I was thinking of its superfluid properties!
    I wondered! But that does take extra work. I remember looking through the observation bare stripe in the glass dewar's silvering and being unable to see the liquid level unless I gave the dewar a careful shake! But the superfluidity was not the topic of our research, just a side-effect...

    Mike.

  9. #69
    Join Date
    Aug 2013
    Location
    SW Scotland
    Posts
    19,533

    Default Re: A not very techy needs advice

    Quote Originally Posted by AntarcticPilot View Post
    Getting it to stay in the bucket would be fun!
    Oh, it stays in buckets fine, although not for long. Unless you pump it down and get the temperature under 2K or so, at which point serious weirdness (technical term) sets in.
    "Seamen are always wanting to do things the proper way; and I like to do them my way."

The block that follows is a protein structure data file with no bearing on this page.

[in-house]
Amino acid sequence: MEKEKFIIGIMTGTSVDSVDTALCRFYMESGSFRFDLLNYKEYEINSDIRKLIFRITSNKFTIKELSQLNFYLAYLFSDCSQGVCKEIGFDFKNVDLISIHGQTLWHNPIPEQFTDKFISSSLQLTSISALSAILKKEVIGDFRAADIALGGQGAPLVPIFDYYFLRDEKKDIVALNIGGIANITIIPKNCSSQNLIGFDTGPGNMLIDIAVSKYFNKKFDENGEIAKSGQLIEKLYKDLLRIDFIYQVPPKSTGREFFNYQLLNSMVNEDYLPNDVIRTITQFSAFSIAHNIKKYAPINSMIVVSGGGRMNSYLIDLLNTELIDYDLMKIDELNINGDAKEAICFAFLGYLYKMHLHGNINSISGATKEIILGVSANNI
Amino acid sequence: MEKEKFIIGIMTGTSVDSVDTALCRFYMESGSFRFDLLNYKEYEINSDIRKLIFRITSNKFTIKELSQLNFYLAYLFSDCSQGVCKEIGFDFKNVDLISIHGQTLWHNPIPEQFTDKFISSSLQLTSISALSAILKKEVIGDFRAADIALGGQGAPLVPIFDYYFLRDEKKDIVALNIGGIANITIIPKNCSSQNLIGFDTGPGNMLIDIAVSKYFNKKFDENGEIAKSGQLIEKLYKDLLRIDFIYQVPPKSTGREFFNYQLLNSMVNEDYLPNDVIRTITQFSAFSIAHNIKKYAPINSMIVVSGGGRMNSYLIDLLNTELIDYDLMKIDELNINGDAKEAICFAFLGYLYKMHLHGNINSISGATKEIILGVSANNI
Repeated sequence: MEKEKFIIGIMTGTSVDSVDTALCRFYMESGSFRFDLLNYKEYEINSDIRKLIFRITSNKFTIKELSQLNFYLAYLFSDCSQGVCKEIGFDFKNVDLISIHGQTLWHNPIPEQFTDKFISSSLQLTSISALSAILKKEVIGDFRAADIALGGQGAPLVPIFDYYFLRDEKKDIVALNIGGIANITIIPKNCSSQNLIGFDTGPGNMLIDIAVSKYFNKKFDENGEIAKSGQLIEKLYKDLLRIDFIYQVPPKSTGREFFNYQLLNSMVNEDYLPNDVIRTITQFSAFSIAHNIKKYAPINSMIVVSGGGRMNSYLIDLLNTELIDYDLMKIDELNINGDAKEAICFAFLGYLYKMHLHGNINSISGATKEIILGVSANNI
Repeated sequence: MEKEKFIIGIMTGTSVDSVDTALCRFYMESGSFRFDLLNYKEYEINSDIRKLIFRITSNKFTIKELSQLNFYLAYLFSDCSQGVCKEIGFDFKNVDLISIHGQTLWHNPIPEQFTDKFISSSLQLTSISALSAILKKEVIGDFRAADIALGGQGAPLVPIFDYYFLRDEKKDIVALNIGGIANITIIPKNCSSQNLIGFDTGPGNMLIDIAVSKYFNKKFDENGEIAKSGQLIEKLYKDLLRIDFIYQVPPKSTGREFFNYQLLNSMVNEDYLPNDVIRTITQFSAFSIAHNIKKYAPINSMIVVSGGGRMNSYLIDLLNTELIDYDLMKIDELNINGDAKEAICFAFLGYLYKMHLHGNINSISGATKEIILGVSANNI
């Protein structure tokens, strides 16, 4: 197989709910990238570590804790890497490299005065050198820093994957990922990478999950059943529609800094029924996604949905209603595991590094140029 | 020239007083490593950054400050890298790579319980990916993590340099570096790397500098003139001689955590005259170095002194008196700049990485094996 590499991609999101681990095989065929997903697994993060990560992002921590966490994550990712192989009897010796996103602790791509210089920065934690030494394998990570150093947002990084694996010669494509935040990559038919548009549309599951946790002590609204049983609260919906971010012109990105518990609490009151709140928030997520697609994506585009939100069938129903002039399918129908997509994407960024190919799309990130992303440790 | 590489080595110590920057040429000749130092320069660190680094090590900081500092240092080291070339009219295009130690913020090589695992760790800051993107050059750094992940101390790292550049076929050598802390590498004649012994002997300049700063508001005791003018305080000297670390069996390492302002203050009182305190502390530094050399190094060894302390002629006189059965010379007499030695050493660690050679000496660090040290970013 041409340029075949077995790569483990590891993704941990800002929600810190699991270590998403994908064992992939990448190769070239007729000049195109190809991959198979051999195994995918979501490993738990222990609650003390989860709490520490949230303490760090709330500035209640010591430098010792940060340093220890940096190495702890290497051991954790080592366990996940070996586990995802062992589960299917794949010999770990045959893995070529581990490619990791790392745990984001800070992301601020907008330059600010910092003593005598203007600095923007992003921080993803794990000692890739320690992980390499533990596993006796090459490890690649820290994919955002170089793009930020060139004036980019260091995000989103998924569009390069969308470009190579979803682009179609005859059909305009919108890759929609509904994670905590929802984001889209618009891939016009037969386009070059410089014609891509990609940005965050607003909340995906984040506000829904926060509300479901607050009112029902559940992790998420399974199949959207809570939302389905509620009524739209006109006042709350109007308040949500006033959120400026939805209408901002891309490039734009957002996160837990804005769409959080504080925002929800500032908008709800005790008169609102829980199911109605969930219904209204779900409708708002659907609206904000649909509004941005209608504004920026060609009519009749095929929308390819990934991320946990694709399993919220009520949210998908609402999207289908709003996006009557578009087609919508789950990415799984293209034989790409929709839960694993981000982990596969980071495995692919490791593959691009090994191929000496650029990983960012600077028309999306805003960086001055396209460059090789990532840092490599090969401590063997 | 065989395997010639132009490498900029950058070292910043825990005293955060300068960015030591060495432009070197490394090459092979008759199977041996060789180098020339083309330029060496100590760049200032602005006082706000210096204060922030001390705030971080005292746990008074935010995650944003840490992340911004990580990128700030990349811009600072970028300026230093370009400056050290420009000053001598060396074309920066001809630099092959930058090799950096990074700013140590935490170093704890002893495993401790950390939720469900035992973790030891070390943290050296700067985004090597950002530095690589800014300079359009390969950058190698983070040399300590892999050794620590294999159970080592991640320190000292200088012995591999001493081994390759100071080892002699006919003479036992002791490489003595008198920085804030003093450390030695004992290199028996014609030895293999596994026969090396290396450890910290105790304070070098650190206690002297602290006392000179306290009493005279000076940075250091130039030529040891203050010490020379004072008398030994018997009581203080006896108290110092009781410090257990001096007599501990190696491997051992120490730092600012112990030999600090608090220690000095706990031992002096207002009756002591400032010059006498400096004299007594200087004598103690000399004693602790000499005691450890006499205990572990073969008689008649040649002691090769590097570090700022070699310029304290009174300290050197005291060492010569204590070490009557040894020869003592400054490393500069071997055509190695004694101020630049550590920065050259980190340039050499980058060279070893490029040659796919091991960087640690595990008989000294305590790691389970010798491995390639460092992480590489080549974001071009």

10. #70
    Join Date
    Aug 2013
    Location
    SW Scotland
    Posts
    19,533

    Default Re: A not very techy needs advice

    Quote Originally Posted by mjcoon View Post
    It does need to be well insulated to stop it vanishing... The dewars we had it delivered in (this was in the 1960s) had an outer shell of liquid nitrogen to assist. And we got some money back by collecting the gas we pumped off in getting down to superfluid temperatures in radiosonde balloons. It is in limited supply and party balloons should be more expensive in favour of MRI scanners and the like...
    The dewars we had for delivery omitted the LN2 layer for simplicity. We had a liquifier on site, so didn't have to store it wrong. The magnets we stuck it into, on the other had, typically had kapton superinsulation, vacuum, LN2, kapton, LN2, vacuum, LHe.

    Sorry to ramble. I've noticed that most people who have done cryogenic work remember it with great fondness, as I do. It's something about the inversion of normal physics and trying to stop coolth leaking out ...

    And yes, using it in toy balloons is a bloody disgrace.
    "Seamen are always wanting to do things the proper way; and I like to do them my way."